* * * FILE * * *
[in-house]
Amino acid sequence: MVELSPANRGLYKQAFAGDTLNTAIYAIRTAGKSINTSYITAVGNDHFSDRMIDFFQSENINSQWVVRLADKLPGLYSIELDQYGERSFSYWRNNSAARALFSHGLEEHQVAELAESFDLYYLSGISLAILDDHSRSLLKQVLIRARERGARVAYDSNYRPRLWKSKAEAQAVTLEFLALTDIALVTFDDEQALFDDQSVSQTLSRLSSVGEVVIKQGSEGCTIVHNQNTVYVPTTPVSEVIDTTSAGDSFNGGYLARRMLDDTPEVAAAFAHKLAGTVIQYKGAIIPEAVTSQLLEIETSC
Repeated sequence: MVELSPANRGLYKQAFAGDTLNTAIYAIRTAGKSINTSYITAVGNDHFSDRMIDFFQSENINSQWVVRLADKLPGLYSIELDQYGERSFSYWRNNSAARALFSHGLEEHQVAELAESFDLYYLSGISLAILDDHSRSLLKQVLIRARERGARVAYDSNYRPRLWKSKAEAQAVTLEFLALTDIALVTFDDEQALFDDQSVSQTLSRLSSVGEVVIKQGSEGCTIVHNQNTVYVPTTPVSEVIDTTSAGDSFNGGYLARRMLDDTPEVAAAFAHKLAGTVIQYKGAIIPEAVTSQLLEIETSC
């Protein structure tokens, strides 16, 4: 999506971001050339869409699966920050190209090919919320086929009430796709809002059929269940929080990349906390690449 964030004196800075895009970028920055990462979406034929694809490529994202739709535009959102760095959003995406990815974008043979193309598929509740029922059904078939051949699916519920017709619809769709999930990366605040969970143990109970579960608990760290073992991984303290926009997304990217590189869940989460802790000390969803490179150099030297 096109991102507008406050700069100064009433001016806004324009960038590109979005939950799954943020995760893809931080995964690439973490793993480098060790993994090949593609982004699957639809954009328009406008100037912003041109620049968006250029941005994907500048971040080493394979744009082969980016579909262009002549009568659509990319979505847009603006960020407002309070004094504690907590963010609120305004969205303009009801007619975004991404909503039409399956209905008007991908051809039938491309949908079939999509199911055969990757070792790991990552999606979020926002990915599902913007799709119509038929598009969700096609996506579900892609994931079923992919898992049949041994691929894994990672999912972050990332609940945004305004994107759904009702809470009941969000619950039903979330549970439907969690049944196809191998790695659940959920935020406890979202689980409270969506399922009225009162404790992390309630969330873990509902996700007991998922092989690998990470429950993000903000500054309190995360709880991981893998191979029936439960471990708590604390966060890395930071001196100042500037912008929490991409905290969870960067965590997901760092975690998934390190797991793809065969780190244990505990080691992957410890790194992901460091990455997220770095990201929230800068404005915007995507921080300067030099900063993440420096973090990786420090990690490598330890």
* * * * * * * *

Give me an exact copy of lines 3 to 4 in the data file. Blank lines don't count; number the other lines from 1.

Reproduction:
Repeated sequence: MVELSPANRGLYKQAFAGDTLNTAIYAIRTAGKSINTSYITAVGNDHFSDRMIDFFQSENINSQWVVRLADKLPGLYSIELDQYGERSFSYWRNNSAARALFSHGLEEHQVAELAESFDLYYLSGISLAILDDHSRSLLKQVLIRARERGARVAYDSNYRPRLWKSKAEAQAVTLEFLALTDIALVTFDDEQALFDDQSVSQTLSRLSSVGEVVIKQGSEGCTIVHNQNTVYVPTTPVSEVIDTTSAGDSFNGGYLARRMLDDTPEVAAAFAHKLAGTVIQYKGAIIPEAVTSQLLEIETSC
């Protein structure tokens, strides 16, 4: 999506971001050339869409699966920050190209090919919320086929009430796709809002059929269940929080990349906390690449 964030004196800075895009970028920055990462979406034929694809490529994202739709535009959102760095959003995406990815974008043979193309598929509740029922059904078939051949699916519920017709619809769709999930990366605040969970143990109970579960608990760290073992991984303290926009997304990217590189869940989460802790000390969803490179150099030297 096109991102507008406050700069100064009433001016806004324009960038590109979005939950799954943020995760893809931080995964690439973490793993480098060790993994090949593609982004699957639809954009328009406008100037912003041109620049968006250029941005994907500048971040080493394979744009082969980016579909262009002549009568659509990319979505847009603006960020407002309070004094504690907590963010609120305004969205303009009801007619975004991404909503039409399956209905008007991908051809039938491309949908079939999509199911055969990757070792790991990552999606979020926002990915599902913007799709119509038929598009969700096609996506579900892609994931079923992919898992049949041994691929894994990672999912972050990332609940945004305004994107759904009702809470009941969000619950039903979330549970439907969690049944196809191998790695659940959920935020406890979202689980409270969506399922009225009162404790992390309630969330873990509902996700007991998922092989690998990470429950993000903000500054309190995360709880991981893998191979029936439960471990708590604390966060890395930071001196100042500037912008929490991409905290969870960067965590997901760092975690998934390190797991793809065969780190244990505990080691992957410890790194992901460091990455997220770095990201929230800068404005915007995507921080300067030099900063993440420096973090990786420090990690490598330890």